Thursday, July 9, 2020
The Supreme Court ruled today that a state grand jury is not categorically prohibited from issuing a subpoena for the President's taxes and financial records. But the ruling leaves open the possibility that the President could argue that the subpoena violates state law, or that a particular subpoena, including this one, violates the separation of powers.
Because of that last bit, the ruling means that the grand jury probably won't get its hands on President Trump's taxes anytime soon. That's because the President is almost sure to pitch these arguments in state or federal court, and the litigation will likely take some time. That means that the ruling is likely a short-term win for the President.
But at the same time, the ruling is a dramatic loss for the presidency. That's because the Court unconditionally rejected the President's sweeping and categorical claim of absolute immunity against state criminal processes. President Trump overargued this, as did the DOJ, and the Court reined him in.
Chief Justice Roberts wrote the opinion, joined by Justices Ginsburg, Breyer, Sotomayor, and Kagan. Justice Kavanaugh wrote an opinion concurring in the judgment, joined by Justice Gorsuch. Justice Thomas dissented, and Justice Alito dissented.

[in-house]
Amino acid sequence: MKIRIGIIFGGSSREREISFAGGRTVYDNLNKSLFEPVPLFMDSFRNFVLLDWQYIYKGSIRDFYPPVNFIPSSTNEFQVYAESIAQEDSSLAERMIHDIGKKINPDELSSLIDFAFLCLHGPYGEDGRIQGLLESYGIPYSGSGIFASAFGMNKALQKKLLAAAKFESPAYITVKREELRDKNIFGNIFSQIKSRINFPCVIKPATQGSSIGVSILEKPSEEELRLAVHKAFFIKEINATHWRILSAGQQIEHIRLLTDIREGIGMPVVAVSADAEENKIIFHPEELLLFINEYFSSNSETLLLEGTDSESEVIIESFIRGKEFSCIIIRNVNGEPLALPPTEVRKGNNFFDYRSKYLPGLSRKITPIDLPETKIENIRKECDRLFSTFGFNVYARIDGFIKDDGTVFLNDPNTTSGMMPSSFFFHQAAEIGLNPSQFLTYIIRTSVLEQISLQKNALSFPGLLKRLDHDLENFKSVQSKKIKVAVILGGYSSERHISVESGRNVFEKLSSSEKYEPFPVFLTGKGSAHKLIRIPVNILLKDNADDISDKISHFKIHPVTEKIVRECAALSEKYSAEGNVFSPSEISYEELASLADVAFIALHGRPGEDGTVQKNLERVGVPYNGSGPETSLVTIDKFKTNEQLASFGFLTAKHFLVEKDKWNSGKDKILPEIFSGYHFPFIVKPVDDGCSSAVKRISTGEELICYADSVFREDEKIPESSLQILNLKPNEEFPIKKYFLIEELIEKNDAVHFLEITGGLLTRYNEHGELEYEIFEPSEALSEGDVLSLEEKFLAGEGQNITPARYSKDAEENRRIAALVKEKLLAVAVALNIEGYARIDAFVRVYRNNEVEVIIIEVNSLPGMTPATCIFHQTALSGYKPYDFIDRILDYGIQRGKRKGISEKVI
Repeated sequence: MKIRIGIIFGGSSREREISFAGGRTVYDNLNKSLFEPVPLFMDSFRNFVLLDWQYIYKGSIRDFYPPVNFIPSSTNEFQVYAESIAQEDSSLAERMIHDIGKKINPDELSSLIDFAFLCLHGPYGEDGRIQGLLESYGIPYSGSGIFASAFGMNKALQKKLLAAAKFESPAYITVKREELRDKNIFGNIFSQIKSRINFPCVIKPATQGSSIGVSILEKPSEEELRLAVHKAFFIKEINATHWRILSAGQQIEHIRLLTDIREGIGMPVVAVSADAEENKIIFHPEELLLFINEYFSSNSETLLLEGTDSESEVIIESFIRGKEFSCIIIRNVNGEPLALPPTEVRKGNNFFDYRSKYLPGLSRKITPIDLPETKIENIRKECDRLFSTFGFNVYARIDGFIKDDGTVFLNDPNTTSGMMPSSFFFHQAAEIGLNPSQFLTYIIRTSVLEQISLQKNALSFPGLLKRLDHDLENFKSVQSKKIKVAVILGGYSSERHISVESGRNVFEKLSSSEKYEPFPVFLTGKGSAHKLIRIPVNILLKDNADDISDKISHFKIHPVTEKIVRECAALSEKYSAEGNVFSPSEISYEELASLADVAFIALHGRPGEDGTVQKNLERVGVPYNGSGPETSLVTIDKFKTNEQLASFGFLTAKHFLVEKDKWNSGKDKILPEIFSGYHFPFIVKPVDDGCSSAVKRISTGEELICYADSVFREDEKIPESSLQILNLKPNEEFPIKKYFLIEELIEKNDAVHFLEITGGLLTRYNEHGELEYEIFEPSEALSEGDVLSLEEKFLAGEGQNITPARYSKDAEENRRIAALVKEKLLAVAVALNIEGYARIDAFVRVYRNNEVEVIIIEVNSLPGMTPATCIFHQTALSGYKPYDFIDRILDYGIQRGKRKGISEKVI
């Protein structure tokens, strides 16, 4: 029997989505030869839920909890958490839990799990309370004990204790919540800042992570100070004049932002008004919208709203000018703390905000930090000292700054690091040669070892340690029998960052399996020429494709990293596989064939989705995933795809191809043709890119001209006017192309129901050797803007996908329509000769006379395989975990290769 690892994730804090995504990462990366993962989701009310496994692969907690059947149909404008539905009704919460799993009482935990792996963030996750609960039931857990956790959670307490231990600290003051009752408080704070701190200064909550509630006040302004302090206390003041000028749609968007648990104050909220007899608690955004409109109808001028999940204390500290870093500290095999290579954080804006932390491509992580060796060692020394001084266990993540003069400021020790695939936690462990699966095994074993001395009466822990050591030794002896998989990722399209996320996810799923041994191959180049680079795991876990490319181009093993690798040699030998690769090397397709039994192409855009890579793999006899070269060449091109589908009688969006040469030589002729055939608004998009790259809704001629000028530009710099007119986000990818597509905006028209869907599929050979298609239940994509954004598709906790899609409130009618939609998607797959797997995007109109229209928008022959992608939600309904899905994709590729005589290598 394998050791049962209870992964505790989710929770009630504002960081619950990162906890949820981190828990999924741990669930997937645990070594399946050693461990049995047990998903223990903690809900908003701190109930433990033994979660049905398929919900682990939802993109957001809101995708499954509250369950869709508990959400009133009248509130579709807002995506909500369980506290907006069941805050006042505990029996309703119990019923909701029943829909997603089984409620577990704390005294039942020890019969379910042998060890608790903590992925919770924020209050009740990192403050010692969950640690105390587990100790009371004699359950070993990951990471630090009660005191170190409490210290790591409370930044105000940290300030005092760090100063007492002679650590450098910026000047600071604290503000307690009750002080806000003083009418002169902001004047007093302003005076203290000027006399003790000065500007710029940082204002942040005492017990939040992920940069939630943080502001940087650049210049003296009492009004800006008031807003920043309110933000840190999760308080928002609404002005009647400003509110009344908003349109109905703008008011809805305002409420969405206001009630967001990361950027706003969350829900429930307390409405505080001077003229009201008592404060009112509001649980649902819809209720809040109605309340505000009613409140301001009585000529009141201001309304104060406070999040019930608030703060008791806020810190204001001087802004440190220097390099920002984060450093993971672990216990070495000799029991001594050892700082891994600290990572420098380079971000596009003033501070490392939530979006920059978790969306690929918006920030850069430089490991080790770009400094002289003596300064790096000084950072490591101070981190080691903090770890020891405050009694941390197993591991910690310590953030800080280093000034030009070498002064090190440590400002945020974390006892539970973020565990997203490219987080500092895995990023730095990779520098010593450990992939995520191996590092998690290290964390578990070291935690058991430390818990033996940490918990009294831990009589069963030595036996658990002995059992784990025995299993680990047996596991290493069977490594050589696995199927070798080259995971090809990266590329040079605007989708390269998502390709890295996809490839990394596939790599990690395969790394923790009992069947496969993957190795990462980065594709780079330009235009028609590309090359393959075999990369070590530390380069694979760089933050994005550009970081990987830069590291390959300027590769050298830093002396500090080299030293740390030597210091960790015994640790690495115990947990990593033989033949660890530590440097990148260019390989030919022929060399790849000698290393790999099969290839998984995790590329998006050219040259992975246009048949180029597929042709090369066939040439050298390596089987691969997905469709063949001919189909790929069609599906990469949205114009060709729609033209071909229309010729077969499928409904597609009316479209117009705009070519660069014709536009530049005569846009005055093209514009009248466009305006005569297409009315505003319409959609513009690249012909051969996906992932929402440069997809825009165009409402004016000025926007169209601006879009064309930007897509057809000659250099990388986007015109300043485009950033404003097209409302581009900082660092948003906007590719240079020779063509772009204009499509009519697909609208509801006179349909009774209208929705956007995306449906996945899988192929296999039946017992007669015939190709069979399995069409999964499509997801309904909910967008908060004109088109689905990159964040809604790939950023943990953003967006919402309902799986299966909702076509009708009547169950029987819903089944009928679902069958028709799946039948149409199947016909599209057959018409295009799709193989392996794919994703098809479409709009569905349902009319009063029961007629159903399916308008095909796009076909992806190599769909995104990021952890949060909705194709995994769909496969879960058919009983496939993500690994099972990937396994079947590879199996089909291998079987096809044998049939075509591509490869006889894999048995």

The Court held that Presidents long lacked immunity from federal criminal subpoenas, going all the way back to the Burr trial. It ruled that there's nothing different about a state criminal subpoena that would categorically immunize the President (as the president argued), or even raise the bar for a presidential subpoena (as DOJ argued). In particular, the Court rejected the President's claims that a state grand jury subpoena could divert the President's attention, stigmatize the President (and undermine his leadership), and harass the President in violation of federalism principles. It similarly rejected DOJ's similar reasons for a higher bar for presidential subpoenas.
The Court nevertheless left open the possibility that the President (like anybody else) could challenge a state grand jury subpoena under state law, like law that bans bad faith subpoenas or those that create an undue burden. It also left open the possibility that the President could challenge a specific subpoena on the basis that a particular subpoena unduly interfered with his duties as President. (The problem in this case was that the President claimed a categorical immunity from state subpoenas.) The President will probably take up these claims now, leading to yet another round of litigation, and probably preventing the grand jury from getting the documents and records anytime soon.
Justice Kavanaugh, joined by Justice Gorsuch, concurred in the judgment but wrote separately to underscore that there may be state law or constitutional problems with this particular subpoena, depending on how the courts balance out the competing interests of the state courts and the President.
Justice Thomas dissented, agreeing with the majority that the President isn't categorically immune from the grand jury's issuance of the subpoena, but that he might be immune from the enforcement of it.
Justice Alito dissented, too, agreeing that the President isn't categorically immune, but arguing for a heightened standard, given the nature of the Presidency and the federalism system.